Thomas Dimitroff has been on the job as Atlanta’s General Manager for a decade now (time flies, doesn’t it?). That’s more than enough time to look back and assess the job he’s done with player personnel.
I recently wrote an article ranking the five best free agent signings the Atlanta Falcons have made under Dimitroff’s watch. Today, I’ll take a look at the dark side of the moon so to speak (no, I’m not talking about Pink Floyd, but I wish I was) by ranking Dimitroff’s five worst free agent signings (in fact, I’ll actually be listening to Pink Floyd’s “Dark Side of the Moon” album while making this list).
Before I begin, here are a few ground rules for this list. I’ll be looking at the contract the player was given as well as the impact (or lack thereof) which he made on the field for the Falcons. You can expect to re-live some disgusting contracts in the coming moments. Players who were already on the team but given undeserved contract extensions (looking at you Sam Baker) aren’t eligible for this list; this is free agent signings only. Every free agent signed from 2008-17 is eligible.
In truth, it was a lot easier to compile this list of Dimitroff’s five worst free agent signings than it was to carve out his five best free agent signings. The Falcons’ GM and his front office have done more harm than good when it's come to signing free agents in the last decade, versus the draft where the opposite may be true.
5) Dunta Robinson (2010) - 6 year/$57 million ($22 million guaranteed)
I know what you’re going to say: Was Dunta Robinson really that bad for the Falcons? He contributed three seasons of overall solid play in Atlanta. Robinson wasn’t the worst free agent when it came to on the field performance for the Falcons, but the colossal overpay Dimitroff made for his services just can’t be ignored. In the end, that massive contract (and the fact that he didn’t come close to living up to it) is what gave Dunta Robinson a spot on this list.
The 2009 Atlanta Falcons had a definite weakness at the cornerback position. That weakness reared its ugly head throughout the year and resulted in a bottom five finish in passing yards given up on defense. Dimitroff was under pressure to improve the position and was taken for a ride by Dunta Robinson’s agent as a result.
Robinson was coming off of a rather successful six-year run with the Houston Texans when he hit the open market in 2010. His peak season, however, had been his rookie year all the way back in 2004, when he recorded six interceptions, 19 pass deflections and three forced fumbles. Despite the fact that he was coming off of a rather pedestrian 2009 season, Dimitroff still paid him as if he was a shutdown corner when it was evident that he was not.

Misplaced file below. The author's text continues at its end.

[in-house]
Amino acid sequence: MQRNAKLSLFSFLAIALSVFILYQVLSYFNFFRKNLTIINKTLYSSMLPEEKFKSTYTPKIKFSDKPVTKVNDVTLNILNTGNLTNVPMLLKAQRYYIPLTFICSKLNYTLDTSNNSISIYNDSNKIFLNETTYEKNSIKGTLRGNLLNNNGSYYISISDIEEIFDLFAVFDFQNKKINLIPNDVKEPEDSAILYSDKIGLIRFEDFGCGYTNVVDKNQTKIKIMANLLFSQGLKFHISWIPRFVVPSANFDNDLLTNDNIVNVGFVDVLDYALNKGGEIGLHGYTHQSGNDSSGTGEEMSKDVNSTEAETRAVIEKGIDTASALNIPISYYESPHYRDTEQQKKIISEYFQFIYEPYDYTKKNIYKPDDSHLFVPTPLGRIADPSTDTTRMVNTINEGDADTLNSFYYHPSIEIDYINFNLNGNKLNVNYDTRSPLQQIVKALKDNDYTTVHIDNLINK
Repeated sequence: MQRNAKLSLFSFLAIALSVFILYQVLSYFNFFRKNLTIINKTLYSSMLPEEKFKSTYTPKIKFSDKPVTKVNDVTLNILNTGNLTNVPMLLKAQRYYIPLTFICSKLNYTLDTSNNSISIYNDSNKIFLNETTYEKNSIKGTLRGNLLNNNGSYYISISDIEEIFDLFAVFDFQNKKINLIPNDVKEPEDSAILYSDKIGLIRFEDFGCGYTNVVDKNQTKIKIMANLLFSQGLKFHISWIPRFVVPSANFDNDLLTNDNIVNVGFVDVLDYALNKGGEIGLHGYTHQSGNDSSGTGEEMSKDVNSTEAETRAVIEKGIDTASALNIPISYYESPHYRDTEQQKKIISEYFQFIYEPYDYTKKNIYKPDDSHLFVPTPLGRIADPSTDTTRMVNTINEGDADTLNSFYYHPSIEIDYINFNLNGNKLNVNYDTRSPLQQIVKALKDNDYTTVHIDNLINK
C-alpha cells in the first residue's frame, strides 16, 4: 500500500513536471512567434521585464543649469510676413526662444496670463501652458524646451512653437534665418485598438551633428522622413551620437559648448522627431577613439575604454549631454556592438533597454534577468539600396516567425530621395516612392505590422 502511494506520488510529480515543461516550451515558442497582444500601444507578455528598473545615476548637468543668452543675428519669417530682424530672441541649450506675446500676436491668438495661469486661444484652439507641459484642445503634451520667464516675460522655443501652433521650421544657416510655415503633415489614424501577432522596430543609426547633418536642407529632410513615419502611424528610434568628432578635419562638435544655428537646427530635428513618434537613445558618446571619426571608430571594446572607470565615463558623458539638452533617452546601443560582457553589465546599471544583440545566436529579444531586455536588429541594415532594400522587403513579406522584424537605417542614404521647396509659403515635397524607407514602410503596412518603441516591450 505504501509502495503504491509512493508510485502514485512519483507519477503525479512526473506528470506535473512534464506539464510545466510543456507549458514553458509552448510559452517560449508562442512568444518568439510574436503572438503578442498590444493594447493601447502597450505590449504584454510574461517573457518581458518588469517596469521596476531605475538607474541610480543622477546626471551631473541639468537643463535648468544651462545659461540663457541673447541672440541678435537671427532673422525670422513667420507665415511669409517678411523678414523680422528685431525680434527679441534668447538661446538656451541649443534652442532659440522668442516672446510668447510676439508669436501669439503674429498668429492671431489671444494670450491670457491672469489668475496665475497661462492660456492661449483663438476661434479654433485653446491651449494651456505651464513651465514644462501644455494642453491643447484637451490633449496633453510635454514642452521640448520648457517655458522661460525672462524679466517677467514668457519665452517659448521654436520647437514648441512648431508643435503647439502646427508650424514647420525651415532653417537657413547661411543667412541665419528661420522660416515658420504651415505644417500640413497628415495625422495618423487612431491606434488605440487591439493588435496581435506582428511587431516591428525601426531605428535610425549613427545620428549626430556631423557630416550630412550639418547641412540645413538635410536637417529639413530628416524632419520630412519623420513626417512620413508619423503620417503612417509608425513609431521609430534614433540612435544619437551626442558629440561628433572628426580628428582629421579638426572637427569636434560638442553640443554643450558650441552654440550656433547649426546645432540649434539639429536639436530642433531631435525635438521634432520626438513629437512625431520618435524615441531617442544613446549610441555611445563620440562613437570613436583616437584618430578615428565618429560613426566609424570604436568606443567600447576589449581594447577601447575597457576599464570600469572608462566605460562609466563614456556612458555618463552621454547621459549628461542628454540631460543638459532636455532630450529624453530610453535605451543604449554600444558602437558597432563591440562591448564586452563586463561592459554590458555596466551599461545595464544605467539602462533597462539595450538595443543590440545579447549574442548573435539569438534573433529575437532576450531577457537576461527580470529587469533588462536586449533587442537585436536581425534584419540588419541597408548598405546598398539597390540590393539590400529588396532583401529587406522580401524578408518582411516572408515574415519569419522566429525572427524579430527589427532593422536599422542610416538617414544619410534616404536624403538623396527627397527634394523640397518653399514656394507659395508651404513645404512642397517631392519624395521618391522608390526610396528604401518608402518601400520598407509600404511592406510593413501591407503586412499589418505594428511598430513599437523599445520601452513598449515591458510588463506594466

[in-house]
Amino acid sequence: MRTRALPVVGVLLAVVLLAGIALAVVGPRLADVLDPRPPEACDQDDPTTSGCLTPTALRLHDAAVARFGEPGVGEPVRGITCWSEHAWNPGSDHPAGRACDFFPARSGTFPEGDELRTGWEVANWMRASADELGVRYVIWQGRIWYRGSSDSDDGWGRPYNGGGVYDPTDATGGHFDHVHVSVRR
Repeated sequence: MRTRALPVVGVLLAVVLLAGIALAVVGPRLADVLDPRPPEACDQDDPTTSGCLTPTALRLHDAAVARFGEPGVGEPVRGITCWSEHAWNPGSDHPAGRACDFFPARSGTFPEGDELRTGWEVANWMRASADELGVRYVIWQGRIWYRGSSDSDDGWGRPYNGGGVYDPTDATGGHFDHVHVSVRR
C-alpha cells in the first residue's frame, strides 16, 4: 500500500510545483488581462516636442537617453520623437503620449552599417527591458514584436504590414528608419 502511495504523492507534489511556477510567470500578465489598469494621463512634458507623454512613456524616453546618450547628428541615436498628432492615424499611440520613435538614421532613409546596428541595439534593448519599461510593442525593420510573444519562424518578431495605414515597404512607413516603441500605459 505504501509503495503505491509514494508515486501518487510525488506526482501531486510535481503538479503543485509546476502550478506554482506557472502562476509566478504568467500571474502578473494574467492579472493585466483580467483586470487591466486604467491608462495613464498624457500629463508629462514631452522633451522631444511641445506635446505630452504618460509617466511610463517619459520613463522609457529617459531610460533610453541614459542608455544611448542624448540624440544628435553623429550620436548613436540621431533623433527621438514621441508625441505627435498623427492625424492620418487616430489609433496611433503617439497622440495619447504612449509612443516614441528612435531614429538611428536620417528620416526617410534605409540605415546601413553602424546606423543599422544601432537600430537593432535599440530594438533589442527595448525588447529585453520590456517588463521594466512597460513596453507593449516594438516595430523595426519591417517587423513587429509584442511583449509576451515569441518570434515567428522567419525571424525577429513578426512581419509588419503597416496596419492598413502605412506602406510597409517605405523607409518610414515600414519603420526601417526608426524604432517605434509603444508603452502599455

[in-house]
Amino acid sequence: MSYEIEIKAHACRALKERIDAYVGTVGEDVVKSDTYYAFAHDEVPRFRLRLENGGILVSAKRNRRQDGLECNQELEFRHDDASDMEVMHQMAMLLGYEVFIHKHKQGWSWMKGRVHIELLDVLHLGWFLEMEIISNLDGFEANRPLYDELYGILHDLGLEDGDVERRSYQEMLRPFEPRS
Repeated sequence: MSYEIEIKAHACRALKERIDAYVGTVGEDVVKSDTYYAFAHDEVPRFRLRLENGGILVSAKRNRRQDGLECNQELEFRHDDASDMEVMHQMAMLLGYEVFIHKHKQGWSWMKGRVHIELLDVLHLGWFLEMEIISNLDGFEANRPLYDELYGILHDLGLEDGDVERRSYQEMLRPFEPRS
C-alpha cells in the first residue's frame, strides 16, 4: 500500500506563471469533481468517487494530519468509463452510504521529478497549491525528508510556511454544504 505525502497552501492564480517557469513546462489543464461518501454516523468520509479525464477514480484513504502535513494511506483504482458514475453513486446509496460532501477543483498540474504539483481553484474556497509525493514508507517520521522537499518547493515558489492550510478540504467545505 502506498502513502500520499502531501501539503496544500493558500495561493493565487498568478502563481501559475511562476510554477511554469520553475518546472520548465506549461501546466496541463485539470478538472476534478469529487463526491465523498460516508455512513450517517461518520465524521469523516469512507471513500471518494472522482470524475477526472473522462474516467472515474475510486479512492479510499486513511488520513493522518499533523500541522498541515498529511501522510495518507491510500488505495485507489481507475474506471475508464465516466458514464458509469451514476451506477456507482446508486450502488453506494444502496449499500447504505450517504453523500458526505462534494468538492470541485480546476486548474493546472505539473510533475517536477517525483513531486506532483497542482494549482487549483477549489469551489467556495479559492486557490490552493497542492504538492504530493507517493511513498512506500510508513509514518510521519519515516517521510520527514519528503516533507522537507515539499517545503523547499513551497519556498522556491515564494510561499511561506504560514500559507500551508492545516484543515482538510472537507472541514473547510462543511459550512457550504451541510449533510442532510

Robinson was an enforcer in the secondary, known for his big hits (although his propensity to never wrap up and always go for the crushing blow infuriated the fanbase to a certain extent). Coverage was what was lacking in Robinson’s game, as he just wasn’t that good at it. In 2011, Pro Football Focus graded him out as the 105th best CB in coverage out of 109 qualified candidates. Then in 2012, he gave up a 102.4 quarterback rating on 504 passing snaps (PFF). PFF shouldn’t be taken as gospel, but their grades are at least worth analyzing, and they do speak volumes.
The $57 million raw salary number Robinson received remains the biggest contract Dimitroff has ever given to a free agent (this does not include resigning his players). The $22 million in guaranteed money is the second largest figure Dimitroff has ever given to a free agent (Alex Mack). Robinson played out half his contract, before counting as a $3 million dead cap hit in 2013.
4) Jon Asamoah (2014) - 5 years/$22.5 million ($8 million guaranteed)
The 2014 offseason was easily the worst one in Dimitroff’s entire tenure as Falcons’ GM (when it came to free agency). It was an offseason in which he had a good bit of cap space to work with (over $28 million) and struck out over and over again.
One of the big swings and misses that offseason was former Kansas City Chiefs Right Guard Jon Asamoah. This signing made sense at the time: Asamoah was just entering his prime and playing a position of great need for the Falcons. He was a former third-round draft selection of Atlanta assistant GM Scott Pioli as well, so there was some familiarity.
Jon Asamoah had a very good year in 2014 and may have even been the team’s best offensive lineman that season. He was worth the first year of the contract he received, but things came crashing down in a hurry soon after.
New head coach Dan Quinn bringing Kyle Shanahan in to be his offensive coordinator proved to be a death sentence to Asamoah’s prospects of remaining a Falcon. At nearly 340 pounds, he was not fluid enough to play in Shanahan’s zone blocking scheme, which requires offensive lineman to pull and get to the second level consistently. Asamoah was put on IR before the start of the 2015 season and was subsequently cut after agreeing to an injury settlement with the team.
Jon Asamoah played out just one year of the five-year contract he received from the Falcons. As a result, the Falcons had to pay out $4,268,750 of dead cap from his contract in 2015 and then $3,900,000 of dead cap in 2016. Asamoah would prove to be too heavy to play for any other team following his release, and in the end, the Falcons would end up paying him more money not to play for them than they had given him to actually play.